Anne Hofmeister

Anne M. Hofmeister

Research Professor of Earth and Planetary Sciences
PhD, California Institute of Technology
research interests:
  • Classical Physics Applied to Astronomy
  • Heat Transfer
  • Dust in Space
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    • Washington University
    • CB 1169
    • One Brookings Drive
    • St. Louis, MO 63130-4899
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    Anne M. Hofmeister's research interests include classical physics applied to astronomy, heat transfer, and dust in space. 

    The oblate shape, which appears in the universe from scales of rocky planets to spiral galaxies, arises from gravitational equilibrium during spin, as was discovered by Newton and Maclaurin some 300 years ago. In astronomy, orbits have been the focus rather than spin. In a collaborative effort with R.E. Criss (EPS) and E.M. Criss (Panasonic Avionics) I am developing and applying equations describing spin to astronomical objects.

    The mass of spiral galaxies determined from the Virial theorem of spin ( 10.1139/cjp-2016-0625) agrees closely with luminosity (Figure). Large amounts of dark matter are not required to account for tangentially velocities in these immense objects if the motions of spin are considered (see e.g., images of triangulum or the sunflower galaxy). Related studies are in review and underway.

    The 2019 textbook, Measurements, Mechanisms, and Models of Heat Transport, offers an interdisciplinary approach to the dynamic response of matter to energy input. Using a combination of fundamental principles of physics, recent developments in measuring time-dependent heat conduction, and analytical mathematics, this timely reference summarizes the relative advantages of currently used methods, and remediates flaws in modern models and their historical precursors. 

    Additional Areas of Research

    Heat Transfer

    Thermal conductivity (k) or its close relative thermal diffusivity (D) plays an crucial role anywhere heat is exchanged, such as magmatism, mantle convection and evolution of diverse planetary bodies. Most of the available data on materials comprising planets and meteorites were collected using contact methods and contain systematic and opposing errors due to contact resistance and spurious radiative transfer. The only method which provides accurate and reliable values for semi-transparent materials such as silicates and oxides is laser-flash analysis. Such an apparatus is in operation in the mineral physics program at Washington U. It is the only such facility in geoscience world-wide.

    Because of substantial errors in the measurements, heat transport in insulators has been misunderstood. Some of the work at Washington U. involves basic theoretical physics. The data gathered here are in reasonably good agreement with the damped harmonic oscillator model, which allows extrapolation to the deep Earth. Our best estimates are 5 to 10 times conventional numbers for the core mantle boundary and suggest a very stagnant lower mantle.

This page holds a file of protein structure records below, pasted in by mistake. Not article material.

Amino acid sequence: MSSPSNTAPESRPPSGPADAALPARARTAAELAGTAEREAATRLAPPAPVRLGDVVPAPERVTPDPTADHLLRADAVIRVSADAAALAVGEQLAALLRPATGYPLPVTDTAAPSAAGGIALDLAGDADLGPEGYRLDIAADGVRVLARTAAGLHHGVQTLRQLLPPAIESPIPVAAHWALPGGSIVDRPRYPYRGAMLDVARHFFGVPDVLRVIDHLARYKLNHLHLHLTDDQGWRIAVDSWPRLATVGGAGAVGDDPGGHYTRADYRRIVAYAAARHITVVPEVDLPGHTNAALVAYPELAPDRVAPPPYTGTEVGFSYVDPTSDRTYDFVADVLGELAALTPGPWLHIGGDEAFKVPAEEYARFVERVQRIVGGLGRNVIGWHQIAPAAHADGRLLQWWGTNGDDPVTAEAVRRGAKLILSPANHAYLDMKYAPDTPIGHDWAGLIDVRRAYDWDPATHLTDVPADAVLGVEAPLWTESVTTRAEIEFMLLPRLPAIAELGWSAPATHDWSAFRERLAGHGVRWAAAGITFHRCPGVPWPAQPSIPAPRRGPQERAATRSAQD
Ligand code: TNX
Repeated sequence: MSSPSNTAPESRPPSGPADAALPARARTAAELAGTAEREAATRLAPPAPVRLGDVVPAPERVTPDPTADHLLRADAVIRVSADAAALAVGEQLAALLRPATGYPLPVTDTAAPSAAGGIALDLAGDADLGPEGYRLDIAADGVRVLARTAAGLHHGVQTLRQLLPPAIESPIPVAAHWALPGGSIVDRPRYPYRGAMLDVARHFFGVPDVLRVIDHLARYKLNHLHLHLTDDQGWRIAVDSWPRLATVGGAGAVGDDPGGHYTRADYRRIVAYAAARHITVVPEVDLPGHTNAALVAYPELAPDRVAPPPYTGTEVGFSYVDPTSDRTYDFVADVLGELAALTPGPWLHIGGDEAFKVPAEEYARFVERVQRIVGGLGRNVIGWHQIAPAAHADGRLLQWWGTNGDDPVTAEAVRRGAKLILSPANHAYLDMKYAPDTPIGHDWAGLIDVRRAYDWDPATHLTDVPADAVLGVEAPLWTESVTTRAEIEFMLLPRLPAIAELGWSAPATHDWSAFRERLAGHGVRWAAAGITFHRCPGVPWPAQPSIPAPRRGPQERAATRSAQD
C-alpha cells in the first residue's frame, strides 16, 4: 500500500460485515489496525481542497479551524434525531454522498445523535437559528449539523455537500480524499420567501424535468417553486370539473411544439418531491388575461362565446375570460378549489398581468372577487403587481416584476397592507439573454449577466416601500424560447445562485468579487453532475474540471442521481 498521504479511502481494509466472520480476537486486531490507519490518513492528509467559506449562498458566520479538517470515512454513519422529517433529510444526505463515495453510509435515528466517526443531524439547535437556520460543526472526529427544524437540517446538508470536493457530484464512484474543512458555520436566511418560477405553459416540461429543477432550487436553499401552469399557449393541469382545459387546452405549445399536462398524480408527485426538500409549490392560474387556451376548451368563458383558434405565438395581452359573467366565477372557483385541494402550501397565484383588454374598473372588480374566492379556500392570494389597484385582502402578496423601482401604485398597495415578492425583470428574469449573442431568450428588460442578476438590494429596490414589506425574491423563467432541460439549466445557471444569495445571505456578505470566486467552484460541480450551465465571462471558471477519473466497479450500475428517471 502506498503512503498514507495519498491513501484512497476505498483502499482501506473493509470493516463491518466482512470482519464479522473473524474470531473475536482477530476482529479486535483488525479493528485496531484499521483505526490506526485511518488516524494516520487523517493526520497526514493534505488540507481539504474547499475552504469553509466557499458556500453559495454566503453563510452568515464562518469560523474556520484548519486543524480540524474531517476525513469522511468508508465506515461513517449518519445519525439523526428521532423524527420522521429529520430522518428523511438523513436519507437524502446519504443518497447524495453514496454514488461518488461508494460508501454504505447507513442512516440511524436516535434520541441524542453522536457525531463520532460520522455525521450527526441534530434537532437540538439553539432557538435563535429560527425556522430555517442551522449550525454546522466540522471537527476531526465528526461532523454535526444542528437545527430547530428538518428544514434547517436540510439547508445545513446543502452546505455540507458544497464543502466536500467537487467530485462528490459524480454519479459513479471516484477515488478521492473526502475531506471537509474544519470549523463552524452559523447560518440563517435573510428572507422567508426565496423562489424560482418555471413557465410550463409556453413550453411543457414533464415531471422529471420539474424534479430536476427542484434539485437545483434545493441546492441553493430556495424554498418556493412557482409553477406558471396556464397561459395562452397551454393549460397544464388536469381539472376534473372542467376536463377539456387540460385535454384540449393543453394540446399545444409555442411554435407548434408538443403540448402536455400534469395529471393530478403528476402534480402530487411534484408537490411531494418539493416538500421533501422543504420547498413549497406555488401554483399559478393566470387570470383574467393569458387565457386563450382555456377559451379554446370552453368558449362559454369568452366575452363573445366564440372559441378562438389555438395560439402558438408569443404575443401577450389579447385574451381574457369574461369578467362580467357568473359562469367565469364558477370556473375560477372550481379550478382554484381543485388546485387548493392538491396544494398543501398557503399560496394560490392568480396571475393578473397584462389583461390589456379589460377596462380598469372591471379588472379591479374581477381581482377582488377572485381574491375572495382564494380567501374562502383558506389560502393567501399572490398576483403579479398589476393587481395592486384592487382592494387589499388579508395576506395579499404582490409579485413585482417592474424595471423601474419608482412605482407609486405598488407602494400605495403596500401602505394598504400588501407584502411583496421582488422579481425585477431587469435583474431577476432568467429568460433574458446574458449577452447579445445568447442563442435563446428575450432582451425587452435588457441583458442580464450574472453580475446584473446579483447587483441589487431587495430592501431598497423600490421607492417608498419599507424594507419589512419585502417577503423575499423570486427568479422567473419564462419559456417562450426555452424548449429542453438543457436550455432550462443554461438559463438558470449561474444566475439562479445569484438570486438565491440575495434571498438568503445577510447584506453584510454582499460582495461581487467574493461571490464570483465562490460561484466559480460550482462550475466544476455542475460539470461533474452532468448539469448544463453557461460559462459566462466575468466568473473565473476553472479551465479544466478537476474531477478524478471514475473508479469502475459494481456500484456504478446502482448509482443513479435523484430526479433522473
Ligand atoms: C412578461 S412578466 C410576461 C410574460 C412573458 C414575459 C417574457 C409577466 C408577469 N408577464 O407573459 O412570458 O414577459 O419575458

We are undertaking systematic study of D of diverse materials as a function of temperature. One focus is on high pressure phases such as perovskites. Methods for measuring D at pressure are underdevelopment. This program is in collaboration with J. J. Dong (Auburn University) with the goal of improved theory and measurements which will provide robust values to the core-mantle boundary. Applications to mantle convection are being made in collaboration with Dave Yuen (U. Minnesota). Application has been made to revising the global heat flux (with R. E. Criss in this department). We have shown that the current models used to provide this estimate do not conserve rock-mass. An improved model is underdevelopment.

    Another focus is thermal diffusivity of continental crustal materials and their melts, as well as glasses, in collaboration with Alan G. Whittington and Peter Nabelek (U. Missouri, Columbia). Applications are underway to the continental geotherm, understanding thrust belts, and pluton assemblage. A search is underway for a postdoctoral assistant. New graduate students are welcome.

    Dust in Space

    Astronomical measurements of infrared spectra show signatures of dust superimposed upon stellar emissions. A first step in understanding the development of protoplanetary nebula is simply identification of the dust that exists in space. To achieve this end, my research group is collecting IR reflectivity spectra and thin film data of about 100 minerals thought to be part of the condensation sequence, or identified in meteorites, and various simple chemical compounds, and glasses. Quantitative analyses of these data provide optical functions and emission spectra, which can be used to infer grain sizes, in addition to chemistry and structure. Application to the stars is made through collaborations with Angela Speck (University of Missouri) and Karly Pitman (PSI; NASA/JPL) Much of the laboratory data were gathered by Erin Keppel, a middle-school teacher in St. Louis, during her summer break. Future plans include low temperature emissions and reflection spectra, and study of organic compounds.